• Carcinoids arise from the Kulchitsky cells in crypts of Lieberkühn of the gut or disseminated in the endobronchial mucosa, and are classified by location.
  • The diagnosis is made definitively by tissue diagnosis, but urinary 5-hydroxyindoleacetic acid (5-HIAA), serum NSE, and chromogranin A are serum markers of the disease.
  • CT or MRI can localize the carcinoid tumours, or OctreoScan can be used as these tumours have somatostatin receptors.
  • The carcinoid syndrome occurs in metastatic carcinoid and presents as flushing, diarrhoea, and bronchoconstriction. Right-sided valvular heart disease is also a manifestation of the disease.
  • Treatment begins with resection of primary tumour with nodal metastases.
  • Debulking/metastasectomy is beneficial for controlling symptoms in patients with liver disease or bulky disease.
  • Radiation therapy is rarely used for primary therapy, but can be palliative.
  • Antihormonal therapy consists of octapeptide analogs of somatostatin; Sandostatin LAR is a helpful, long-acting formulation octapeptide analogs of somatostatin.
  • The liver is a common site for metastatic carcinoid, and there are several options for hepatic-directed therapy, including surgery and embolization (chemoembolization or radioembolization).
  • Metastatic disease can also be treated with targeted agents or emerging radionuclide therapy.
  • Pancreatic neuroendocrine tumours (NETs) can be sporadic or inherited (MEN).
  • Pancreatic NETs are diagnosed on CT/MRI imaging; ultrasound or endoscopic ultrasound (EUS) can help guide biopsy.
  • The ENETS staging system is proposed to help stage pancreatic NETs.
  • Insulinomas are diagnosed by fasting hypoglycaemia with elevated plasma insulin levels; 10% are malignant, and surgical resection (enucleation) is curative.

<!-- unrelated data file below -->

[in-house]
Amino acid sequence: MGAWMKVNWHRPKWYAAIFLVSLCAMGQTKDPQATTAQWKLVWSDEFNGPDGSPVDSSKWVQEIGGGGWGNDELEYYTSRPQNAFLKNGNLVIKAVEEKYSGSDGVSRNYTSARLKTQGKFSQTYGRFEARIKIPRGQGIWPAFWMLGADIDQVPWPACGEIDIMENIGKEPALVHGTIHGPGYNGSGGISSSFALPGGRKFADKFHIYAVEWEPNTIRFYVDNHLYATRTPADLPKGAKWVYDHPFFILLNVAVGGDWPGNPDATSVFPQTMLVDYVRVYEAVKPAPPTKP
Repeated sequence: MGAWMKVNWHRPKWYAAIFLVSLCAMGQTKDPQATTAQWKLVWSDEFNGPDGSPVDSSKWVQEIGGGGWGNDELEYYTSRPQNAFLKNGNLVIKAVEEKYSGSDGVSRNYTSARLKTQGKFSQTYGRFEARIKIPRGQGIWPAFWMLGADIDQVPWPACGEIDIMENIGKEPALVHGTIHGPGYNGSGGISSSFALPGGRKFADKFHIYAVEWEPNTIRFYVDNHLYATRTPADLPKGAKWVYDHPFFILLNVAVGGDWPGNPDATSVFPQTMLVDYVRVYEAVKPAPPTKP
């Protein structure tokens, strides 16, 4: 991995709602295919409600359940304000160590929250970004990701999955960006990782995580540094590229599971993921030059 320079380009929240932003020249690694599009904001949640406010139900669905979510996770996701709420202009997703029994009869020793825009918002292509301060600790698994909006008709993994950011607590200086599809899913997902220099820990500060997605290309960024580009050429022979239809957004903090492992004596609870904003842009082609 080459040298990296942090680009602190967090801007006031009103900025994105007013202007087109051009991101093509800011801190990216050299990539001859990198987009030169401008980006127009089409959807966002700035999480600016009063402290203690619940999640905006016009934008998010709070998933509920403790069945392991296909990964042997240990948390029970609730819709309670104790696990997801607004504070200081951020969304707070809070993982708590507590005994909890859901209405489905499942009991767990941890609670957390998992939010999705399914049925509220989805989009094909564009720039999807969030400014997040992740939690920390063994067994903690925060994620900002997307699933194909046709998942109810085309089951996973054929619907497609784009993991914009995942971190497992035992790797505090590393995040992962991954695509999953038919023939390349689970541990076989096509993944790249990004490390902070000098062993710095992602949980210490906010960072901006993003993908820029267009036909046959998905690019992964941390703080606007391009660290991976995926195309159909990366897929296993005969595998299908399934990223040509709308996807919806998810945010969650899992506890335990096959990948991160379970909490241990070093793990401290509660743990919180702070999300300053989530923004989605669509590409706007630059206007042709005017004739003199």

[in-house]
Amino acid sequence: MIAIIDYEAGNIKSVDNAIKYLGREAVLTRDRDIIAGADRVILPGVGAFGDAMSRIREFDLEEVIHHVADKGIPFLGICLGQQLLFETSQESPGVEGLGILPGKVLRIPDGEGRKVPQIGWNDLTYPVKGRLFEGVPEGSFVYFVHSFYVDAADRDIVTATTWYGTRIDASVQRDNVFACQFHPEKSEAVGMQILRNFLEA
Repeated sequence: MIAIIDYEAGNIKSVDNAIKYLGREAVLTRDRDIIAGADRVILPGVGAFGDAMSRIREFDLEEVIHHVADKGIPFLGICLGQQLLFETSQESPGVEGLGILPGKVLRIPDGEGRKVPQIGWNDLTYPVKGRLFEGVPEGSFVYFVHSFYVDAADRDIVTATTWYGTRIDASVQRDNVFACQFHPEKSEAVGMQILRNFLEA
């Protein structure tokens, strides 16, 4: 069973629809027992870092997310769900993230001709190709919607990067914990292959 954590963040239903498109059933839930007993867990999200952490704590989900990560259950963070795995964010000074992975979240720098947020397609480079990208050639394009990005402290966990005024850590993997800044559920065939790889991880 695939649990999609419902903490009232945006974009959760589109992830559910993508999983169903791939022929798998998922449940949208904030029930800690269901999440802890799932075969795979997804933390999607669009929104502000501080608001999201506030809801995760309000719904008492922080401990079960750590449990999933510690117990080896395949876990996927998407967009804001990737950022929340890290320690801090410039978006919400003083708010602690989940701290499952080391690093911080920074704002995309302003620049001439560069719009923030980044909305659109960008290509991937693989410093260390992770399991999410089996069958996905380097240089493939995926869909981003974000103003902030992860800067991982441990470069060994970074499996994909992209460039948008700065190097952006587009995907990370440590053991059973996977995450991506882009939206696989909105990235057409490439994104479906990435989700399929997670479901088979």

• Glucagonoma is characterized by migratory necrotizing erythema, insulin-resistant diabetes, glossitis, ileus, and constipation; 50% to 80% are metastatic.
  • Because of the higher rate of metastatic disease, surgical resection is curative in less than one-third of patients with glucagonoma.
  • Somatostatinoma is characterized by diabetes, diarrhoea, and gallbladder disorders.
  • Treatment for somatostatinoma includes cytoreductive surgery and chemotherapy.
  • Gastrinoma is characterized by ulcer disease in spite of adequate treatment and diarrhoea.
  • Gastrinoma is diagnosed by hypergastrinemia with elevated basal acid output or positive secretin test; tumours are localized with CT, MRI, or octreotide scan; these tumours are frequently metastatic.
  • Targeted therapies such as everolimus and sunitinib have been FDA approved for first-line treatment of pancreatic NETs.
  • The incidence of parathyroid carcinoma is 5.73 per 10 million people.
  • The aetiology of parathyroid cancer has recently been attributed to pericentromeric inversion resulting in overexpression of the cyclin D1 gene.
    • In hyperparathyroidism-jaw tumour syndrome, there are mutations in the HRPT2 tumour suppressor gene (parafibromin).
  • Clinical characteristics of parathyroid carcinoma include the constitutional symptoms of primary hyperparathyroidism, including muscle weakness, fatigue, nausea, vomiting, increased thirst, and frequent urination, in addition to bone pain and fractures.
    • A neck mass occurs in 34% to 52%, but is uncommon in benign parathyroid adenomas.
  • In parathyroid carcinoma, serum calcium is quite elevated (14.6 to 15.9) with elevated serum parathyroid hormone (PTH) (commonly 10-fold higher than the upper limit of normal).
    • The diagnosis is made by laboratory measurement of Ca and PTH, and then 99m-technetium sestamibi scan and neck ultrasound can localize the tumour ± washout for PTH measurement in FNA material.
  • Pathological features of parathyroid carcinoma include local invasion and lymph node metastases.
  • Treatment of parathyroid carcinoma should include en bloc resection of the parathyroid mass with ipsilateral thyroid lobe ± ipsilateral neck dissection followed by postoperative calcium and activated vitamin D supplementation.
  • Medical therapy for hypercalcemia precipitated by parathyroid carcinoma should start with hydration and loop diuretics; calcimimetics (Cinacalcet) or bisphosphonates can later be added to lower the serum calcium levels.
  • Adjuvant therapy includes chemotherapy, such as dacarbazine, 5-FU, cyclophosphamide; radiotherapy is of limited efficacy.
  • Patients with features of hyperparathyroid-jaw-tumour syndrome or a family history should undergo genetic counselling and HRPT2 testing.
  • After surgery, one-third of patients are cured, one-third have recurrence after prolonged disease-free survival, and one-third experience a short, aggressive course; the 5-year survival is 83.9%.